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Volume 27 Number 1, December 1973

Volume 27 Number 1

Cambodia

A Forgotten Culture (Editorial)

The Mask and the Smile: Portfolio Chronology

The Glory that was Angkor
T. Narayanan

Civilisation and Culture in the Mekong Valley
T. Narayanan

The Thirteen Styles
T. Narayanan

Sambor, Prei Khmeng, Kompong Preah, Kulen, Preah Koh, Bakong, Phnom Bakheng, Koh Ker, Banteay Srei, Kleang, Baphuon, Angkor Wat, Bayon

Bibliography

A Forgotten Culture [Editorial]
Anand, Mulk Raj
Vol. 27 No. 1, December 1973, pp. 2–4

This special issue presents the first analytical treatment of the art of Angkor, which was inspired by the Hindu and Buddhist art of India. The Angkor complex were discovered, described, analysed, and renovated by the Khmer people, under the advice of the Ecole de Extreme Orient of France.

The Mask and the Smile; Chronology
Vol. 27 No. 1, December 1973, pp. 5–15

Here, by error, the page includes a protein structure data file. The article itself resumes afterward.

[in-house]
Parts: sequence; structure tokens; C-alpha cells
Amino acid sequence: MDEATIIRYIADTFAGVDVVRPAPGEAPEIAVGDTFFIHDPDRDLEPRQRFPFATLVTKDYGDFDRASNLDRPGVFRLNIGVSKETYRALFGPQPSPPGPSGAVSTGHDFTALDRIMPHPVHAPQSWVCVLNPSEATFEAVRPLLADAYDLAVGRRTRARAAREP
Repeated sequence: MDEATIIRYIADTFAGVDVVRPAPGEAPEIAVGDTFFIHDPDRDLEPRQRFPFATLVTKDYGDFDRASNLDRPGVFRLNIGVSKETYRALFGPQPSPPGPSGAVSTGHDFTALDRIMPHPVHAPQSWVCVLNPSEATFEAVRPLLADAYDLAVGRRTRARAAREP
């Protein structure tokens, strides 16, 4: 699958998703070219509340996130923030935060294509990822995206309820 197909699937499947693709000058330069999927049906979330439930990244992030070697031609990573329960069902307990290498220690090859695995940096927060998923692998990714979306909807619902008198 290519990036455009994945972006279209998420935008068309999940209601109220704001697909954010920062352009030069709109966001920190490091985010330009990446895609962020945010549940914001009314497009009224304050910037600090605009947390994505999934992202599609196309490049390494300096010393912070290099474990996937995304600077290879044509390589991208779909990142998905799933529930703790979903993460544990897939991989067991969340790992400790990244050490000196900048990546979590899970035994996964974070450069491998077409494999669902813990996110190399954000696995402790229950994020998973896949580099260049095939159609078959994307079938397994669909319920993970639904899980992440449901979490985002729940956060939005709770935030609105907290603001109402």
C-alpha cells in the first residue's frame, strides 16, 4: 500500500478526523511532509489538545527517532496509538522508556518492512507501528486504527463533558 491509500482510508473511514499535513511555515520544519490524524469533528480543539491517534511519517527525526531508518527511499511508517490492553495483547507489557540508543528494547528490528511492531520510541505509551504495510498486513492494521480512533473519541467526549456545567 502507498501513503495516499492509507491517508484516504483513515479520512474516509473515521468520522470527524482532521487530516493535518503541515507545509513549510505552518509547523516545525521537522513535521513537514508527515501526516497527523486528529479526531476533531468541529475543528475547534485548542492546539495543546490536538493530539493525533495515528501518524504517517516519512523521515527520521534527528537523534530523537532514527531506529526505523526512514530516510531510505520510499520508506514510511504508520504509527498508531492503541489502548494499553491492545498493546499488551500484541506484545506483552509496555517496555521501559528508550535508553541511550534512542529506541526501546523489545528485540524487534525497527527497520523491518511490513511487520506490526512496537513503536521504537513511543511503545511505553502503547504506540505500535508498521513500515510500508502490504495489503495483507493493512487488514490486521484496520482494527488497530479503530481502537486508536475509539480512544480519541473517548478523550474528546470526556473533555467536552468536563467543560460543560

Photographs of Khmer sculptures depicting Bodhisattvas, ordinary mortals, and the smile of Buddha recreated by the carvers of Angkor.

The Glory that was Angkor: Historical Background
Narayanan, T.
Vol. 27 No. 1, December 1973, pp. 16-53

"Angkor", derived from the Sanskrit "Nagara", is a vast complex of ruined temples in Cambodia. It represents a fusion of Indian and Southeast Asian indigenous culture. The article discusses the antecedents which produced the Angkor culture, and the development of Cambodian architecture under Jayavarman II (802) and his successors.

Historical Background
Vol. 27 No. 1, December 1973, pp. 16-22

The article discusses the antecedents which produced the Angkor culture, and the development of Cambodian architecture under Jayavarman II and his successors.

Civilisation and Culture in the Mekong Valley
Narayanan, T.
Vol. 27 No. 1, December 1973, pp. 23-25

The Khmer civilization began in the first century CE in the delta of the Mekong river, Cambodia. The architectural patterns developed through the Funan (1st-6th centuries), Chen-la (7th century to 1st half of 9th century), and Angkor (2nd half of 9th century to 13th century) periods.

The Thirteen Styles
Narayanan, T.
Vol. 27 No. 1, December 1973, pp. 26-53

The sculptural and architectural remains - temples, towns, stone images - represent 13 different styles at the sites datable to these historical phases: Sambor, Prei-Khmeng, Kampong Preah, Kulen, Preah Koh, Bakong, Phnom Bakheng, Koh Ker, Banteay Srei, Kleang, Baphuan, Angkor Vat, and Bayon.